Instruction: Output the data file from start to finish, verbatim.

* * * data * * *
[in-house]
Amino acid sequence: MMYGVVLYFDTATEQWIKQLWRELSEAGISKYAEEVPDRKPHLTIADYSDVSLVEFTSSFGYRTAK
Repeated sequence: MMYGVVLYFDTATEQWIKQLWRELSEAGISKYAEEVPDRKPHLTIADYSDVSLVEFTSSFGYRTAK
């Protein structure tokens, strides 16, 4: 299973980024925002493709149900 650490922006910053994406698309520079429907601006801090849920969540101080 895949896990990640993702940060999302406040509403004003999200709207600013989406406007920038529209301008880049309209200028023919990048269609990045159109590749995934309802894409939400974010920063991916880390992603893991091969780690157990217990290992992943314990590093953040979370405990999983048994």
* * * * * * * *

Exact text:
[in-house]
Amino acid sequence: MMYGVVLYFDTATEQWIKQLWRELSEAGISKYAEEVPDRKPHLTIADYSDVSLVEFTSSFGYRTAK
Repeated sequence: MMYGVVLYFDTATEQWIKQLWRELSEAGISKYAEEVPDRKPHLTIADYSDVSLVEFTSSFGYRTAK
């Protein structure tokens, strides 16, 4: 299973980024925002493709149900 650490922006910053994406698309520079429907601006801090849920969540101080 895949896990990640993702940060999302406040509403004003999200709207600013989406406007920038529209301008880049309209200028023919990048269609990045159109590749995934309802894409939400974010920063991916880390992603893991091969780690157990217990290992992943314990590093953040979370405990999983048994």